Brains On! is an educational podcast for young audiences, but adults have something to gain from listening as well. Every week, host Molly Bloom is joined by a new kid co-host who helps her explore a different topic. Tune in for answers to questions like "What makes paint stick?" and "How do animals breathe underwater?"

10. SCIENCE VS

There’s a lot of misinformation out there—if you’re determined to sort out fact from fiction, it can be hard to know where to start. The team of “friendly fact checkers” at the Science Vs podcast from Gimlet is here to help. GMOs, meditation, birth control, Bigfoot—these are just a few of the topics that are touched upon in the weekly show. The goal of each episode is to replace any preconceived notions you have with hard science.

11. FLASH FORWARD

No one knows for sure what the future holds, but Flash Forward lays out the more interesting possibilities. Some of the potential futures that host and producer Rose Eveleth explores are more probable than others (a future where no one knows which news sources to trust isn’t hard to imagine; one where space pirates drag a second moon into orbit perhaps is), but each one is built on real science.

12. HIDDEN BRAIN

What motivates the everyday choices we make? That’s the question Shankar Vedantam tries to answer on the NPR podcast Hidden Brain. The show looks at how various unconscious patterns shape our lives, like what we wear and who we choose to spend time with.

13. PART-TIME GENIUS

The fact that it’s hosted by Mental Floss founders Will Pearson and Mangesh Hattikudur isn’t the only reason we love Part-Time Genius. The podcast from How Stuff Works wades into topics you didn’t know you were curious about, like the origins of Nickelodeon and the hidden secrets at the Vatican. Each episode will leave you feeling educated and entertained at the same time.

14. ASTRONOMY CAST

It’s a big universe out there—if you want to learn as much about it as possible, start with Astronomy Cast. Fraser Cain, publisher of the popular site Universe Today, and Dr. Pamela L. Gay, director of the virtual research facility CosmoQuest, host the podcast. They cover a wide range of topics, from the animals we’ve sent to orbit to the color of the universe.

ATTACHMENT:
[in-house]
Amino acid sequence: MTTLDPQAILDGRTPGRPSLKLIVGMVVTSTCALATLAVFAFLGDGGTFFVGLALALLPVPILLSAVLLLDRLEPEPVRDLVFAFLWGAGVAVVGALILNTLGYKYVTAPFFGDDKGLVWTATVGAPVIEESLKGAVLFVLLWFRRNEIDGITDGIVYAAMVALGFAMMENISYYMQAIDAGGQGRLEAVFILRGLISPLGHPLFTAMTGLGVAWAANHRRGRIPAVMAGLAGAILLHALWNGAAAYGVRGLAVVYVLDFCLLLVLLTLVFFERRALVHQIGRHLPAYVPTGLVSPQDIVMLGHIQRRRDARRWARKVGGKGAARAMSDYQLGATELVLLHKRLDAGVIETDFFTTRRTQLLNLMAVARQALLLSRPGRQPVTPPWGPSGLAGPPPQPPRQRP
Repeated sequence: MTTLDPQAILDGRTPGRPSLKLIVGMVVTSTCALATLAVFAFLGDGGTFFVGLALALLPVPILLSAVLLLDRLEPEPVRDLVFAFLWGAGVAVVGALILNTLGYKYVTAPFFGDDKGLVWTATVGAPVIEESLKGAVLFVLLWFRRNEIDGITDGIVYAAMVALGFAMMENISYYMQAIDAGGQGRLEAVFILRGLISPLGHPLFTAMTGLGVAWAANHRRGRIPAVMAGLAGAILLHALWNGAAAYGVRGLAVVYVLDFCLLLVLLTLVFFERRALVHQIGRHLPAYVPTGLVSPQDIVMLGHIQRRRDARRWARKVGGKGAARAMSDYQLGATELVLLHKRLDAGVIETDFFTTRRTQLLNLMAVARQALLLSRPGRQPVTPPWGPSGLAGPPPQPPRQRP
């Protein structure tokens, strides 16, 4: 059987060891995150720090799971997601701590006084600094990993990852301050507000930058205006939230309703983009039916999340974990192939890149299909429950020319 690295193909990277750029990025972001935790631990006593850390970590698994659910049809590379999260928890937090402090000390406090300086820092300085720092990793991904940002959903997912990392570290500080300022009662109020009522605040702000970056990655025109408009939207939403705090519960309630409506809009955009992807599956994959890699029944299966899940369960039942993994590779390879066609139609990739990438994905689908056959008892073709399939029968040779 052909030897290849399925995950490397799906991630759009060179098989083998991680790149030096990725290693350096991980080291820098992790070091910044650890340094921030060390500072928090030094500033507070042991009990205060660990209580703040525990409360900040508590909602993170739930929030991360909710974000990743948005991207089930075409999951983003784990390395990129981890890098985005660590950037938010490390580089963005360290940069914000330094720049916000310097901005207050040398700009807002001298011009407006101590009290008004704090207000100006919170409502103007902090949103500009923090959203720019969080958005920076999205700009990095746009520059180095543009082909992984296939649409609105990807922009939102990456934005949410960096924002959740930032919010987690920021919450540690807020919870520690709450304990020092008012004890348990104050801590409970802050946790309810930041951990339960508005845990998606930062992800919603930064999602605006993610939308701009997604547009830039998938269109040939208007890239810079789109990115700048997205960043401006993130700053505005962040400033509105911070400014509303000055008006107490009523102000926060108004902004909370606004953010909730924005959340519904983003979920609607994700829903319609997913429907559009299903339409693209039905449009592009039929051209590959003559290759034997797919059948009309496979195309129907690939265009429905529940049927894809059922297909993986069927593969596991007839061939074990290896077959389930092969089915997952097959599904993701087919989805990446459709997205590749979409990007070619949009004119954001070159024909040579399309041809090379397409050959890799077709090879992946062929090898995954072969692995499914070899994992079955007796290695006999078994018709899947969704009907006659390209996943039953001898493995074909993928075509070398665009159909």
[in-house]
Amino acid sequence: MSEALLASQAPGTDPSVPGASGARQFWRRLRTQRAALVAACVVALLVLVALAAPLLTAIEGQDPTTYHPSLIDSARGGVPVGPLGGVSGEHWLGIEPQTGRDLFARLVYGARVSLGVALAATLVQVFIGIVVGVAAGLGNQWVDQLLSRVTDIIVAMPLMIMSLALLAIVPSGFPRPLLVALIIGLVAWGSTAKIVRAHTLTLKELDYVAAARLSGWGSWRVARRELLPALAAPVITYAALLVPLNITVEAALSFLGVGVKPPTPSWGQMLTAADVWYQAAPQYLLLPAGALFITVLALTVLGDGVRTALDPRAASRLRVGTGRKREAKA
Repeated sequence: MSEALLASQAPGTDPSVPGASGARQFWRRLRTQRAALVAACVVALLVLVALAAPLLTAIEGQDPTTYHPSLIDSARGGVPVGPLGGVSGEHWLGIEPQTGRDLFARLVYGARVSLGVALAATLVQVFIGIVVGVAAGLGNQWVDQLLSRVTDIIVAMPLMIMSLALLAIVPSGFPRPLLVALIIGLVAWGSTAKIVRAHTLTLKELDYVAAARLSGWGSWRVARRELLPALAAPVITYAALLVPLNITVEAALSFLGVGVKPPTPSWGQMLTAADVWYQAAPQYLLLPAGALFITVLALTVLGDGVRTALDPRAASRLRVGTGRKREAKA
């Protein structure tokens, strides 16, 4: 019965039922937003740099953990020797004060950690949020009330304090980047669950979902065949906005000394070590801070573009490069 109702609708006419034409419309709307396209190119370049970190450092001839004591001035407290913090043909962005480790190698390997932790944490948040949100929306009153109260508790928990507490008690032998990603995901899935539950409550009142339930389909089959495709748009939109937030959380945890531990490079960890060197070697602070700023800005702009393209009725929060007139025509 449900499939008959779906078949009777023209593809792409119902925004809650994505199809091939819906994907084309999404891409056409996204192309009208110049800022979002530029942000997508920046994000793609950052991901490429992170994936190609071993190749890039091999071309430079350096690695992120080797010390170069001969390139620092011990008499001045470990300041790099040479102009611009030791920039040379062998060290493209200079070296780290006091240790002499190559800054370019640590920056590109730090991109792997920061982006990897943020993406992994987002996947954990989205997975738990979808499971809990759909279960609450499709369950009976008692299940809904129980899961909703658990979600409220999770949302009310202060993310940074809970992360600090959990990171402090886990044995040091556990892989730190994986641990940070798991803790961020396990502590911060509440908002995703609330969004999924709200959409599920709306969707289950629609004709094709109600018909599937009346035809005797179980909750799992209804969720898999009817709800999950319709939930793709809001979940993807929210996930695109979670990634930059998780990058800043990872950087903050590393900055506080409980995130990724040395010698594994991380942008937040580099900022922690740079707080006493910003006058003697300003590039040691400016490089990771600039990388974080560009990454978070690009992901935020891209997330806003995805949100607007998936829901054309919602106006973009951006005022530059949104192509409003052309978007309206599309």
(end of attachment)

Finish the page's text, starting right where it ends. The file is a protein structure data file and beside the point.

15. SCIENCE OF HAPPINESS

The Science of Happiness podcast from PRI is here to improve your life, one 20-minute episode at a time. Science has proven that adopting certain practices, like mindfulness and gratitude, can make us happier—as does letting go of less unhealthy patterns like grudges and stressful thinking. With award-winning professor Dacher Keltner as your host, you can learn how to incorporate these science-backed strategies for happiness into your own life.

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Why a Readily Available Used Paperback Is Selling for Thousands of Dollars on Amazon
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At first glance, getting ahold of a copy of One Snowy Knight, a historical romance novel by Deborah MacGillivray, isn't hard at all. You can get the book, which originally came out in 2009, for a few bucks on Amazon. And yet according to one seller, a used copy of the book is worth more than $2600. Why? As The New York Times reports, this price disparity has more to do with the marketing techniques of Amazon's third-party sellers than it does the market value of the book.

As of June 5, a copy of One Snowy Knight was listed by a third-party seller on Amazon for $2630.52. By the time the Times wrote about it on July 15, the price had jumped to $2800. That listing has since disappeared, but a seller called Supersonic Truck still has used copy available for $1558.33 (plus shipping!). And it's not even a rare book—it was reprinted in July.

The Times found similar listings for secondhand books that cost hundreds if not thousands of dollars more than their market price. Those retailers might not even have the book on hand—but if someone is crazy enough to pay $1500 for a mass-market paperback that sells for only a few dollars elsewhere, that retailer can make a killing by simply snapping it up from somewhere else and passing it on to the chump who placed an order with them.

Not all the prices for used books on Amazon are so exorbitant, but many still defy conventional economic wisdom, offering used copies of books that are cheaper to buy new. You can get a new copy of the latest edition of One Snowy Knight for $16.99 from Amazon with Prime shipping, but there are third-party sellers asking $24 to $28 for used copies. If you're not careful, how much you pay can just depend on which listing you click first, thinking that there's not much difference in the price of used books. In the case of One Snowy Knight, there are different listings for different editions of the book, so you might not realize that there's a cheaper version available elsewhere on the site.

An Amazon product listing offers a mass-market paperback book for $1558.33.
Screenshot, Amazon

Even looking at reviews might not help you find the best listing for your money. People tend to buy products with the most reviews, rather than the best reviews, according to recent research, but the site is notorious for retailers gaming the system with fraudulent reviews to attract more buyers and make their way up the Amazon rankings. (There are now several services that will help you suss out whether the reviews on a product you're looking at are legitimate.)

For more on how Amazon's marketplace works—and why its listings can sometimes be misleading—we recommend listening to this episode of the podcast Reply All, which has a fascinating dive into the site's third-party seller system.

[h/t The New York Times]